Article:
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Event disruption is antithesis of campus free speech tradition

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MARCH 15, 2016

We are students, administrators and faculty who have come together in defense of vital values.

On March 2 in Zellerbach Hall, during a student-organized event called “Front Row,” Berkeley witnessed a disturbing violation of one of our sacrosanct principles, namely the right to the open and free expression of ideas. A small student group that calls itself the Student Labor Committee, or SLC, decided to use physical violence to attempt to disrupt this event. Though quick and professional action by the police prevented worse from occurring, it was a sickening moment.

As a community, we unambiguously denounce such behavior. We cannot shrug off these acts as “the exuberance of youth,” “it’s Berkeley,” or “it’s freedom of speech.” It is none of

these. This is our community and our campus, our place of work and our place of study. Violence has no place here. No matter what cause the disrupters may believe they are serving, it cannot justify the attempt to destroy a fundamental function (arguably the fundamental function) of the university — namely creating an open space for the free exchange of ideas.

Created by UC Berkeley students for an audience of UC Berkeley students, Front Row represents a celebration of creativity in the Bay Area: a forum where leading cultural figures share insights into their creative process and talk about the defining inspiration they gained from the people, natural beauty, and sheer energy of the Bay Area.

Last week’s inaugural edition of Front Row was led by Lars Ulrich, Metallica’s drummer, who talked in a public forum with a group of brilliant and creative people, including electronic music and dance music artist Bassnectar; Salesforce.com founder and philanthropist Marc Benioff; bassist Les Claypool; actor, writer and Zen Buddhist priest Peter Coyote; and Lars Ulrich’s octogenarian father, Torben Ulrich. It was, by all accounts, a remarkable occasion, the type of only-at-UC-Berkeley event that defines our campus. Having heard that the SLC intended to disrupt the event, Lars Ulrich at the start of the evening offered the mic and the stage to anyone who wanted to address the audience. One person did so, and after that, the event went on as planned. Later in the evening, Benioff was Ulrich’s guest interviewee.

What happened next was not protest, it was violence dressed up as protest: Shortly into Ulrich’s and Benioff’s conversation, a mob of SLC-affiliated students started screaming and rushed the stage, with one managing to physically assault Benioff before being wrestled to the ground by police. It was a shocking, vicious spasm, which fortunately did not result in any injuries — after which the show went on (as it must).

Front Row is a program of Cal Performances, whose mission is “to produce and present performances of the highest artistic quality, enhanced by programs that explore compelling intersections of education and the performing arts.” Cal Performances values the voice of UC Berkeley students and the bedrock principles of free speech and peaceful protest.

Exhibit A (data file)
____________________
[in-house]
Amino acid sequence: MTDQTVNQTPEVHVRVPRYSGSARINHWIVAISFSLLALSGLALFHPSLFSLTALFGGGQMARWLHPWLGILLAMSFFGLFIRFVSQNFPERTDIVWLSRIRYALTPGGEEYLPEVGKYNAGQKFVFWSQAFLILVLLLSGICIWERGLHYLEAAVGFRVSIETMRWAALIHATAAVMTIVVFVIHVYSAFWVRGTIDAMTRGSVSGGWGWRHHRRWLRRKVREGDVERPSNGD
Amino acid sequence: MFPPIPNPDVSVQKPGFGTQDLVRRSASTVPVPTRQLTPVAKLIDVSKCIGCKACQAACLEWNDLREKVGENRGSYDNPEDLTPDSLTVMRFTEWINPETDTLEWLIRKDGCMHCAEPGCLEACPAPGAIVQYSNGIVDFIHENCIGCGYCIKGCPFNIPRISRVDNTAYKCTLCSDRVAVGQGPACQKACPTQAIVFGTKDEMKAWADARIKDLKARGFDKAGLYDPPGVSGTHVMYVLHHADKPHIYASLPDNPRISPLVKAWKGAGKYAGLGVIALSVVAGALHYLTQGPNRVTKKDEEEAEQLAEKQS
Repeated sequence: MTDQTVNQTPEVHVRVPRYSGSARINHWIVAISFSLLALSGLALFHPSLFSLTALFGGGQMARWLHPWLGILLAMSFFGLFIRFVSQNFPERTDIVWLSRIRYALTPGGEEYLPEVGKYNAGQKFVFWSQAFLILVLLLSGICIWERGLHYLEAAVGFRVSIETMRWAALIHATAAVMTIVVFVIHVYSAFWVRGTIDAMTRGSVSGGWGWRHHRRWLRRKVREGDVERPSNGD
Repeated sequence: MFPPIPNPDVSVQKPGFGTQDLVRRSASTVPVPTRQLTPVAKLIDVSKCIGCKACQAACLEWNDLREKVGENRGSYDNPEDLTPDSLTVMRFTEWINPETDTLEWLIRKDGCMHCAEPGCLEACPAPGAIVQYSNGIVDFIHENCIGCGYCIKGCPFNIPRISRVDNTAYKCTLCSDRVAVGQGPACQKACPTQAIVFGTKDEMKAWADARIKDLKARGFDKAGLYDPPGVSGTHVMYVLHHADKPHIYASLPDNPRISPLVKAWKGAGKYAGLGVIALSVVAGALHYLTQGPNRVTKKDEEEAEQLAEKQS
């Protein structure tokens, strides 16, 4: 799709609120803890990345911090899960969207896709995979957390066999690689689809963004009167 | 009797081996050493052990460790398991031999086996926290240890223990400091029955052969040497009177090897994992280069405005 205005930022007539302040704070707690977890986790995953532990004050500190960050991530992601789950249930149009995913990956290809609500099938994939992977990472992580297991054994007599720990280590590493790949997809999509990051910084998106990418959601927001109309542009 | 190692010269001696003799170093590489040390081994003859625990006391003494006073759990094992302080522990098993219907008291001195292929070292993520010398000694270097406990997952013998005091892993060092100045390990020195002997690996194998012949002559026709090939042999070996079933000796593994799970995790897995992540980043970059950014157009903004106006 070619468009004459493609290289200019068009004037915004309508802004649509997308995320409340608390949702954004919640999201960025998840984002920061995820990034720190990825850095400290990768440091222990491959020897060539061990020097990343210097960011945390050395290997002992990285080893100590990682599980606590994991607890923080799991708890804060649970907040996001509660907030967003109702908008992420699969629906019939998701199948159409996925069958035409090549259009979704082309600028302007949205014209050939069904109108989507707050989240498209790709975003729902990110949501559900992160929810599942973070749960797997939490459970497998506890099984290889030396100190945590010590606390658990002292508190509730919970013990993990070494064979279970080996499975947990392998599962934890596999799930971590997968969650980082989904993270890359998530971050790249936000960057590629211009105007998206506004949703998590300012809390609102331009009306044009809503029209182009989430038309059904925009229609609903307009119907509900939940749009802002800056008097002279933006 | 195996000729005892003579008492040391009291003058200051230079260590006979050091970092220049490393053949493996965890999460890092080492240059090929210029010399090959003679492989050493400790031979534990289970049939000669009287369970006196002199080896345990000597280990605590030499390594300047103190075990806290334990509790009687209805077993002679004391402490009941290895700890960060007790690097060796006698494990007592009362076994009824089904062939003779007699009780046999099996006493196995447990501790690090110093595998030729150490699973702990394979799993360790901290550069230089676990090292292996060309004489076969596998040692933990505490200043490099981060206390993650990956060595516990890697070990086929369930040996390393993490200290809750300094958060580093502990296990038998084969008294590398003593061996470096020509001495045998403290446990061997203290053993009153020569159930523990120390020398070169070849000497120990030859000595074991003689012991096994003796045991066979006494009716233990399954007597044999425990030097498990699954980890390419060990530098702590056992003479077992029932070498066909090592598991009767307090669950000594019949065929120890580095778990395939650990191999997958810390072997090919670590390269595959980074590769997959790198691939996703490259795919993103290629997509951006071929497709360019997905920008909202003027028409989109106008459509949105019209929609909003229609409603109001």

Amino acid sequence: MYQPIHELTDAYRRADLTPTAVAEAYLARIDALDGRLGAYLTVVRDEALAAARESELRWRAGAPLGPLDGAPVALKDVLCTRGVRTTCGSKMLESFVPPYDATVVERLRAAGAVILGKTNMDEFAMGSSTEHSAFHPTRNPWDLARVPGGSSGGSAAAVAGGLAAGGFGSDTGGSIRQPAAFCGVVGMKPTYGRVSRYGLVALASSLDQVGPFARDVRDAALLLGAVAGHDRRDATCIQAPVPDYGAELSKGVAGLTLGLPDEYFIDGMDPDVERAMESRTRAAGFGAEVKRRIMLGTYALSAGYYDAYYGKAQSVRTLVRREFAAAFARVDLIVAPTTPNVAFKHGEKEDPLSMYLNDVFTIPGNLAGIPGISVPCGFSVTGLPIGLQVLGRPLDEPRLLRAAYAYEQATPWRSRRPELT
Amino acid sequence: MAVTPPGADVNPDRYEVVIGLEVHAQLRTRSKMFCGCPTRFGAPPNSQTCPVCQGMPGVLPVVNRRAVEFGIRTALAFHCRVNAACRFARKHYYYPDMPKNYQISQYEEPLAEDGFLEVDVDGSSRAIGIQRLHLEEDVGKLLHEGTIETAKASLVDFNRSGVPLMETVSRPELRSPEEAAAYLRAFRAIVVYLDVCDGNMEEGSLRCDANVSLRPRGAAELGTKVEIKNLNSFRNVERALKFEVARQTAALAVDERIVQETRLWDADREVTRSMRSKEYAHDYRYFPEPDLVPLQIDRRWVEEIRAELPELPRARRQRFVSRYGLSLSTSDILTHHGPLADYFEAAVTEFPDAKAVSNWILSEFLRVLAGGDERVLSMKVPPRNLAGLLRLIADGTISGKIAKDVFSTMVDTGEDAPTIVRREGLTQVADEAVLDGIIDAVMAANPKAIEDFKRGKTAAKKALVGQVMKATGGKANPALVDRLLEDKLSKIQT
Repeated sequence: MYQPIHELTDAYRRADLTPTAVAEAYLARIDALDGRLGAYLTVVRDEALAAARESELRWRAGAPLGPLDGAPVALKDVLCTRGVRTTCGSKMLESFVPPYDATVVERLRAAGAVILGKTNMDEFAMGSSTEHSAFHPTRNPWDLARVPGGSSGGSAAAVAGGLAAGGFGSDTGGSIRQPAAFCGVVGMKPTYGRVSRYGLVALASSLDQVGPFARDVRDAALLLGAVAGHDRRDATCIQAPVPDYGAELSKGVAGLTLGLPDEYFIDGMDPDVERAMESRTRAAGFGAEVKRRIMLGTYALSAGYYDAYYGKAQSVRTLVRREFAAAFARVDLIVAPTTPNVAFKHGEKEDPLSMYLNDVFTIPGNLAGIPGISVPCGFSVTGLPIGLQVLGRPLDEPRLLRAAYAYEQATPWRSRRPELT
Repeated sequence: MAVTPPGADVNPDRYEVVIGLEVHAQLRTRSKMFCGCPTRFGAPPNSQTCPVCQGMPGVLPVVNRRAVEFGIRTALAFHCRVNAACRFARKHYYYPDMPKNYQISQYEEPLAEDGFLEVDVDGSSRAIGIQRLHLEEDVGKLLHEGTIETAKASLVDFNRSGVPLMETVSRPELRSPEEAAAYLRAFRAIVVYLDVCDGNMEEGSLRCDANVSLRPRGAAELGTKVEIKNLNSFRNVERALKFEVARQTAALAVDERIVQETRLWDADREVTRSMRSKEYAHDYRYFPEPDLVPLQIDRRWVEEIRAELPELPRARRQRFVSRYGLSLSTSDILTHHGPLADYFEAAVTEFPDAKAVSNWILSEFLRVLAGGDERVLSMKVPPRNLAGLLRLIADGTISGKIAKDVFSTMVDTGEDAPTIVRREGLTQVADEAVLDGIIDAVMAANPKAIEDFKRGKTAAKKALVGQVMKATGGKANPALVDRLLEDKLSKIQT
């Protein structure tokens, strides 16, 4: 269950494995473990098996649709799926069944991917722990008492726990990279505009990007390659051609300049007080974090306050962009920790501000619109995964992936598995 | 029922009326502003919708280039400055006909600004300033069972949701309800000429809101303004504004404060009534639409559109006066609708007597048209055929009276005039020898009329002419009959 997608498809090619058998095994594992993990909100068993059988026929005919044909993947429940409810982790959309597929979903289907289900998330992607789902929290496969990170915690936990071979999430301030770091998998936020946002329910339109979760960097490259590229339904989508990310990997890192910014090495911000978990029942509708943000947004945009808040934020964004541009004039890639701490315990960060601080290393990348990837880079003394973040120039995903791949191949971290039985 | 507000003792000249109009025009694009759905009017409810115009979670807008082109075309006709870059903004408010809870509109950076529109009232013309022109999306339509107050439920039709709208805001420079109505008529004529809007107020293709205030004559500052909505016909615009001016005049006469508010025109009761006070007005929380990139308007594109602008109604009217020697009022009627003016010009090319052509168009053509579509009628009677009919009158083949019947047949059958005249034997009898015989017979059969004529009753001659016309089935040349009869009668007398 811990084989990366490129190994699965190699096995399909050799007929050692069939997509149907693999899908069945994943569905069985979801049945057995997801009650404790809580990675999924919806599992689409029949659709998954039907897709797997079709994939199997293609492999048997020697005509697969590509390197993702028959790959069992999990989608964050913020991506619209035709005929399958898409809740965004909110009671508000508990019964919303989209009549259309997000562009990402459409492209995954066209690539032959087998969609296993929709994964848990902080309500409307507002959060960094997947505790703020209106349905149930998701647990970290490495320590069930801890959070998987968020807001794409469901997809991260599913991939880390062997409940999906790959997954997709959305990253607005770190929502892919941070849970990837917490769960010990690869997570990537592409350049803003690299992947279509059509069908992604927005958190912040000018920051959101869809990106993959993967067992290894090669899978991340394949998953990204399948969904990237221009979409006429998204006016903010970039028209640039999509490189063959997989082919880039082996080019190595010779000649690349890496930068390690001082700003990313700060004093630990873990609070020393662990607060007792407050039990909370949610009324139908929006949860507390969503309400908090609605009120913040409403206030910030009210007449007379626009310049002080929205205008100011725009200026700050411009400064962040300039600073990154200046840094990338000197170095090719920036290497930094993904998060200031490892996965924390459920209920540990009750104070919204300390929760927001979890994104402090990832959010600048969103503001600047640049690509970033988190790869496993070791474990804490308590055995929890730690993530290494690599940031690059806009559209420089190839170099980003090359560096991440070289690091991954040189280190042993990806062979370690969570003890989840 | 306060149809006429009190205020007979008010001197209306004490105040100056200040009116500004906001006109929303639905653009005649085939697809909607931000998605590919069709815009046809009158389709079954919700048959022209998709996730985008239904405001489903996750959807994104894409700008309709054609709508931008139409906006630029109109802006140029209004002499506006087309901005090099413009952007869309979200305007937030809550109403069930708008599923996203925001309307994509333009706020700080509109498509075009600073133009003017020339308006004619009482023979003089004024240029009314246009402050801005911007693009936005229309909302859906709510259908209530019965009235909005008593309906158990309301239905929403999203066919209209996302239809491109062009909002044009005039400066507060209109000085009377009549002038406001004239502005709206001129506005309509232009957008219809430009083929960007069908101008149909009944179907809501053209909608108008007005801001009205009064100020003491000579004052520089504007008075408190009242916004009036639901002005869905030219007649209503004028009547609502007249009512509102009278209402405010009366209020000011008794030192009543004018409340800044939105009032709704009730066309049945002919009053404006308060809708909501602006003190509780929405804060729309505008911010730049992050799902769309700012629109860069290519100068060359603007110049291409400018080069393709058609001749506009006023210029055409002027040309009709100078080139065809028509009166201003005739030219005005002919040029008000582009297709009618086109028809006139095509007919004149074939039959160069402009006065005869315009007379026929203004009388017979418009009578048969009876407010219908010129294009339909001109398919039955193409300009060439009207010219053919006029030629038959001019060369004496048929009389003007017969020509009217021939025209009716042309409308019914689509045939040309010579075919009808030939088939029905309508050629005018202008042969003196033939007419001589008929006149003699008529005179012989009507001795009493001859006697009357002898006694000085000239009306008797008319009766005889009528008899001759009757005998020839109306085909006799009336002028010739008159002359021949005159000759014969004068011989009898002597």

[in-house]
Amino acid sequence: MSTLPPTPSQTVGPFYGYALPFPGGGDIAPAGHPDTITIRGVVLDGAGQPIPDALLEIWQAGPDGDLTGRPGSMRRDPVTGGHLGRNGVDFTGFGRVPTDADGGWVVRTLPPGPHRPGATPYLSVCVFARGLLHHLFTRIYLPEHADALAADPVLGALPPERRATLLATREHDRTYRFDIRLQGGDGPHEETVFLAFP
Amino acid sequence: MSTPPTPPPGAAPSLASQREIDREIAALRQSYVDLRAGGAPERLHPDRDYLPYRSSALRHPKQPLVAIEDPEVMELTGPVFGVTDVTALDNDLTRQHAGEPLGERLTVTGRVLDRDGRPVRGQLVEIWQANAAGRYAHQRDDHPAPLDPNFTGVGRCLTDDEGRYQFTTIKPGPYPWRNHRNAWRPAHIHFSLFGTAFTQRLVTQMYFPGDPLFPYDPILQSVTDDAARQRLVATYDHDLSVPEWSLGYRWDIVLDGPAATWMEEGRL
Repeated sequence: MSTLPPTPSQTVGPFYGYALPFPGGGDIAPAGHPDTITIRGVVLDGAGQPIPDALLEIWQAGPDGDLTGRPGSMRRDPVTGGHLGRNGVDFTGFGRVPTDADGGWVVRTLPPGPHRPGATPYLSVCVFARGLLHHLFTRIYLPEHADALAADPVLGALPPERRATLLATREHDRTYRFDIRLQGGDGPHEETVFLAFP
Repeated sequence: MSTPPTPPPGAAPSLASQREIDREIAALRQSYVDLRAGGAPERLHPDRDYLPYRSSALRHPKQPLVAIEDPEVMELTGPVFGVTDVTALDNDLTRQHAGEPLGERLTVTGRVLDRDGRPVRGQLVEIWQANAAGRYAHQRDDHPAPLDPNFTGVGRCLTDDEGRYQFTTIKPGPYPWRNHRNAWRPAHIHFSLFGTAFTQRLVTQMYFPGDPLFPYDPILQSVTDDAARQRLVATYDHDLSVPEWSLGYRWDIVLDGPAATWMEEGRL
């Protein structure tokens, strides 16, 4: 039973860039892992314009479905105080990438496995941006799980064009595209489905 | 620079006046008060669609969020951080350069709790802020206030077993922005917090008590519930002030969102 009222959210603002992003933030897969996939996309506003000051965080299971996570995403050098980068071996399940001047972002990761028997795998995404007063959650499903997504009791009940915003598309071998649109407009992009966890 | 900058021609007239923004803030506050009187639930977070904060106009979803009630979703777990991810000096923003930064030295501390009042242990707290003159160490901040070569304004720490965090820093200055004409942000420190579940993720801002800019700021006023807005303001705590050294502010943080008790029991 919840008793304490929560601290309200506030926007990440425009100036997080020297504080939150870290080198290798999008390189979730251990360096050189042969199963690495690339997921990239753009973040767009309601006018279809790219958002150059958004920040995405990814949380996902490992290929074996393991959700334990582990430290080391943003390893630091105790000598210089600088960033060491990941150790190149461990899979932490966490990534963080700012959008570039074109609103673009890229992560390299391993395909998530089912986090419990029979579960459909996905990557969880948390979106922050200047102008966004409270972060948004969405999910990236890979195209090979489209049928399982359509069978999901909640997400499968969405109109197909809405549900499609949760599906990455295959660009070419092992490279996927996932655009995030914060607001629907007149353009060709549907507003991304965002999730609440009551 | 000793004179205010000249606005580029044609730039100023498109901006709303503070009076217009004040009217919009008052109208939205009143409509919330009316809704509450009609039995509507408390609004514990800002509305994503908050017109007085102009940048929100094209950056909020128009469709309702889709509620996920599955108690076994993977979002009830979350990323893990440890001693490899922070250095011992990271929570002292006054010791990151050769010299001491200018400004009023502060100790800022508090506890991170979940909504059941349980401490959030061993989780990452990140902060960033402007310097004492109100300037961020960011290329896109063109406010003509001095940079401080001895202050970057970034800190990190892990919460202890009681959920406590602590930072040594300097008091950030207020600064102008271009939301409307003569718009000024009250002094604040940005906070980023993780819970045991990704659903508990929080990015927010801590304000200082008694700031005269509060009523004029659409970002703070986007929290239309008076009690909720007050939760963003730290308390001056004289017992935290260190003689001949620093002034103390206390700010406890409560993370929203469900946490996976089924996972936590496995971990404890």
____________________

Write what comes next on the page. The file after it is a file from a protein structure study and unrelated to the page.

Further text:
This disruption, however, emblemized neither. More than just an attempt to exercise the heckler’s veto, this was a planned, violent, bullying act, with the express purpose of destroying a core activity of the campus.

All groups at UC Berkeley have the right to free expression, but none have the right to prevent others from doing likewise, least of all by using violence. The disruption last week was not an example of protest, it was not the exercise of free speech. We will not compromise our mission to create and disseminate artistic expression, illumination and the evolution of ideas — for it is only through these means that we can better our community and society in general. It is a moral obligation of anyone who cares about the free exchange of ideas, the cornerstone of any democratic society, to condemn such behavior in unambiguous terms. Be it on our performance stages or in our classrooms, we hold true to our principles of the vital exchange of ideas. Most of all, we unequivocally condemn this violence, and we hope everyone in our community will join us in doing so.

Nils Gilman is associate chancellor and a CalPerformances board member. Ben Hermalin is vice provost designate and a professor of economics and business. Robert Dudley is a member of the Academic Senate Committee on Demonstrations and Student Actions and a professor of integrative biology. Matías Tarnopolsky is the executive and artistic director of Cal Performances. Robert Powell is acting chair of the Berkeley Division of the Academic Senate. Nika Hoffman, Grace Lee, Elizabeth Lin, Chris Viñan and Parmida Ziaei are Front Row student curators. Contact the Opinion Desk at [email protected] and follow us on Twitter at @dailycalopinion.

MARCH 14, 2016